Communication is a regularly discussed topic when it comes to leadership. The what, how, when, and who of communication is often the painful punch line of plans gone awry. I had such an experience just this week.

The Risk Every Leader Must Take

riskLast week’s blog told the story of how leaders can ignite exceptional engagement within their followers. This week’s blog continues in that vein by addressing the primary hurdles that keep leaders from creating that engagement even when they know what to do.

We love to hear stories about the dramatic risks that leaders take. There’s the story of FedEx founder Frederick Smith playing blackjack with the company’s last $5,000 to keep it afloat. The world of athletics loves to debate the game-determining risks that coach’s take; such as the risk Seattle Seahawks Coach Pete Carroll took to throw the ball near the goal line in the waning moments of this past January’s Super Bowl. And then there are risk-filled stories of military and political choices such as former US President John F. Kennedy’s handling of the Cuban Missile Crisis in 1962 or more recently with the risk taken by current US President Barack Obama to fly troops into Pakistan to go after Osama bin Laden in 2011.

While the drama of big risks creates interesting story lines, it actually represents a very small percentage of the risks leaders must take in order to lead well. The most important and frequent risk leaders at every organizational level must take in order to realize their potential is more personal than dramatic or strategic.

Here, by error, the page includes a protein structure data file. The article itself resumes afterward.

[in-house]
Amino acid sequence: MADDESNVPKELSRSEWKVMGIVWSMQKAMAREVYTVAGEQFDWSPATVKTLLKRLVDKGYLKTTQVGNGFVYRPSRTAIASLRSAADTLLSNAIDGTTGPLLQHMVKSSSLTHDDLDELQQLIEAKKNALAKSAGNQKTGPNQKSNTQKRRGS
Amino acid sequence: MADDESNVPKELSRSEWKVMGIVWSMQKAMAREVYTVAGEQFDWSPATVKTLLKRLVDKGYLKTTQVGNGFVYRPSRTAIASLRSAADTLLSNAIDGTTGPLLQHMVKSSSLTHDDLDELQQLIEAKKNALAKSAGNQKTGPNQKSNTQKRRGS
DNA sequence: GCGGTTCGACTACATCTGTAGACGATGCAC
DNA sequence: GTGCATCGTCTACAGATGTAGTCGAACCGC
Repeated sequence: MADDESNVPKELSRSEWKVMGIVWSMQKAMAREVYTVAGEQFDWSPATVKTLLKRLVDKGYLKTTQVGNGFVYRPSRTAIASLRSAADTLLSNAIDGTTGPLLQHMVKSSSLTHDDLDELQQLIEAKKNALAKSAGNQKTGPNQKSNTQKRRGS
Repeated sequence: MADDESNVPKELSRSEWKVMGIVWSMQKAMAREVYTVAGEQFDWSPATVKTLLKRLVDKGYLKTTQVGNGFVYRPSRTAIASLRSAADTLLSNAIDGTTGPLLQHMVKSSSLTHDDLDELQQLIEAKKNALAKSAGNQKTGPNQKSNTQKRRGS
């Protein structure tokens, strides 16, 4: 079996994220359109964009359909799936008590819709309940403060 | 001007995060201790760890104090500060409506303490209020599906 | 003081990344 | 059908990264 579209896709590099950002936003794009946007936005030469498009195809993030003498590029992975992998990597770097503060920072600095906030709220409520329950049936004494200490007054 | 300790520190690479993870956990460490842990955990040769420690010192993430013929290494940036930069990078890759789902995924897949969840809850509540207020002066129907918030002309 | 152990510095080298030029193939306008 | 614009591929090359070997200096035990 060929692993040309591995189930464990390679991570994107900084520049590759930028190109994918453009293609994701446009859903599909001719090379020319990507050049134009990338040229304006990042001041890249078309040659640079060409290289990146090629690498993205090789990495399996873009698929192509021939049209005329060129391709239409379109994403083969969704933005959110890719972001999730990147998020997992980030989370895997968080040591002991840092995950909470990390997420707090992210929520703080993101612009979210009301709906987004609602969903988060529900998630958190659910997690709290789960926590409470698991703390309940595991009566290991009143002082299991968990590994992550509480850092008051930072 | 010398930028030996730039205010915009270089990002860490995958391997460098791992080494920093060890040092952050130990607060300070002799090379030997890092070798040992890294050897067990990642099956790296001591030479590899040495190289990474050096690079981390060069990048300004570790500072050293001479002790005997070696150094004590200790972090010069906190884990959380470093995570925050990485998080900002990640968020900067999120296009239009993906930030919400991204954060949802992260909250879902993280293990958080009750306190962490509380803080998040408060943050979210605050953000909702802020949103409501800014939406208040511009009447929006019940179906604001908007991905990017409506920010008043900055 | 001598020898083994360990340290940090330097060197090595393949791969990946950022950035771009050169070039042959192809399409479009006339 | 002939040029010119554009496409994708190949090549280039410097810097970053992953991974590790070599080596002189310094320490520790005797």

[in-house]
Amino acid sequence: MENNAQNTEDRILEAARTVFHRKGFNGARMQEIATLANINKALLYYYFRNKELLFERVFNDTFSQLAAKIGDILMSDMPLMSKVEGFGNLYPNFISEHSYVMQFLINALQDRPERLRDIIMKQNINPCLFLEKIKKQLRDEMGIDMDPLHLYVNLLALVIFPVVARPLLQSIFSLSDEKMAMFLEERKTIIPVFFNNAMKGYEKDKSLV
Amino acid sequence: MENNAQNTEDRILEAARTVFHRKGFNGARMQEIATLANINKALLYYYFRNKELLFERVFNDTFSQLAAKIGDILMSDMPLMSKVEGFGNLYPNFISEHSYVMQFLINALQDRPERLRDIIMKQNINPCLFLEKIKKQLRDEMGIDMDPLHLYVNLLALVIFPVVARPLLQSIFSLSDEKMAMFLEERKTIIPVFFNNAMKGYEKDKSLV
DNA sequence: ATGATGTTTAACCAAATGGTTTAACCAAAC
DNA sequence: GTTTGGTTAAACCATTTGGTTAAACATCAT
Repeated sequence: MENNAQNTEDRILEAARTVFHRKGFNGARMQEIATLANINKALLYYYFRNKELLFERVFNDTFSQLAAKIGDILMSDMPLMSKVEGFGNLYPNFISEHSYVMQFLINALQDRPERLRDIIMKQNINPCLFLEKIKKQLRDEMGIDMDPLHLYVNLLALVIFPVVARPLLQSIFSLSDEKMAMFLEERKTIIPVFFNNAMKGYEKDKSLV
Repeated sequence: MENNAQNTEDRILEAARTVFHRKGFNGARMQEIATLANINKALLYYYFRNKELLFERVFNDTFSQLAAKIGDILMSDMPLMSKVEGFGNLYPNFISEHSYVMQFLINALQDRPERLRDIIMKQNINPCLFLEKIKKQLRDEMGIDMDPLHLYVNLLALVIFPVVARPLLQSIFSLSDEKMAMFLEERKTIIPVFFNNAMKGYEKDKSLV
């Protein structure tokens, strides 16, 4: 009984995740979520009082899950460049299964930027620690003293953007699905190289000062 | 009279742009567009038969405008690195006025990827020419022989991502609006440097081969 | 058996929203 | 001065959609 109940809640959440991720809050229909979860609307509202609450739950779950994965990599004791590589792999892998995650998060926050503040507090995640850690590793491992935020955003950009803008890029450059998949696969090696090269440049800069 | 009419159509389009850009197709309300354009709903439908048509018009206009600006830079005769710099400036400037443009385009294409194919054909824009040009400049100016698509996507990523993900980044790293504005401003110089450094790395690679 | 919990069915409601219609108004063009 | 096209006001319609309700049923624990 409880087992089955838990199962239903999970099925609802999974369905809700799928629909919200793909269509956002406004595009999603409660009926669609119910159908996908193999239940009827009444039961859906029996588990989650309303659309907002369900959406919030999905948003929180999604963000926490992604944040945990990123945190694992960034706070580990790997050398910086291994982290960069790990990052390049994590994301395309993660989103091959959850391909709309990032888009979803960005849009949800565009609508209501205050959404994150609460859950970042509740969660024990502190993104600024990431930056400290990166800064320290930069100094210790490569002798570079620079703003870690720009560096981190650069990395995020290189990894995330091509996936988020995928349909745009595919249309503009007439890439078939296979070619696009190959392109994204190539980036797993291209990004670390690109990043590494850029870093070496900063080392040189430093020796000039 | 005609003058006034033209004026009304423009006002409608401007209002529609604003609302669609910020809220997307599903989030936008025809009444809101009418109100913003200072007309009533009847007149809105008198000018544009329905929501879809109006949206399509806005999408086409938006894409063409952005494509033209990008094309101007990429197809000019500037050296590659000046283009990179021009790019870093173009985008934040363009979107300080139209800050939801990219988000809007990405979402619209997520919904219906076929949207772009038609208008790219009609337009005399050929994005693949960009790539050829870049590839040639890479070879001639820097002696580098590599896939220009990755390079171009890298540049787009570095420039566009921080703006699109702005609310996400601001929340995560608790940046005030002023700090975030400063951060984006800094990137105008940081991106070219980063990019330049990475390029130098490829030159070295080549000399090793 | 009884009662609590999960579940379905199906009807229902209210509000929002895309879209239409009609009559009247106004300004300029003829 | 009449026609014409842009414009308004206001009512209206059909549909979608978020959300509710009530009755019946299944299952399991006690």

Getting “Dollhouse Engagement” from Those You Lead (re-post)

dollhouseBelieve it or not, today marks the start of 2015’s 3rd quarter. Roughly once per quarter we revisit some older blog posts so as to get good-but-already-posted content to our newer subscribers and offer some helpful reminders to more longstanding members of The Aperio community. Today’s post was originally shared just under a year ago.

A couple of summers ago, I helped my neighbors, Matt and Meredith, move into their new house. A group of us had gathered to lend a hand because, well, that’s what you do for your friends. You lovingly help them move (up two flights of stairs) their disassembled Bowflex home gym that they bought and swore they’d use every day.

In the midst the loading and unloading, Meredith caught my attention and made a special request related to a prized possession of her two-year old daughter. She said, “Tim, I trust you to move this dollhouse. I don’t trust those other guys. But you, I trust.”

Disagree With Your Followers To Deserve Their Trust

To Smoke or Not To SmokeAs I help individuals and organizations increase their leadership effectiveness, I occasionally encounter sales department leaders who are looking for keynote speakers. When I ask them about the messages they are trying to get across to their sales teams, I’m not surprised when they use the word ‘leadership’ to tell me that they want their people to sell more product. In such instances, as I probe further, I usually find no distinguishable difference between the sales leader’s use of the word ‘sales’ and the word ‘leadership.’ But those words are decidedly not one in the same. A convenience store near my home helped remind me of that fact just this week.

How Leaving Money on the Table Makes You a Better Leader

last 50 centsJack Welch is one of the most revered names in modern American business history. He’s credited with leading global business giant General Electric to a 4000% value increase between 1981 and 2001. During that time, Welch developed a reputation for being both strategic and somewhat ruthless; the latter largely stemming from his policy of firing the bottom 10% of his leaders annually.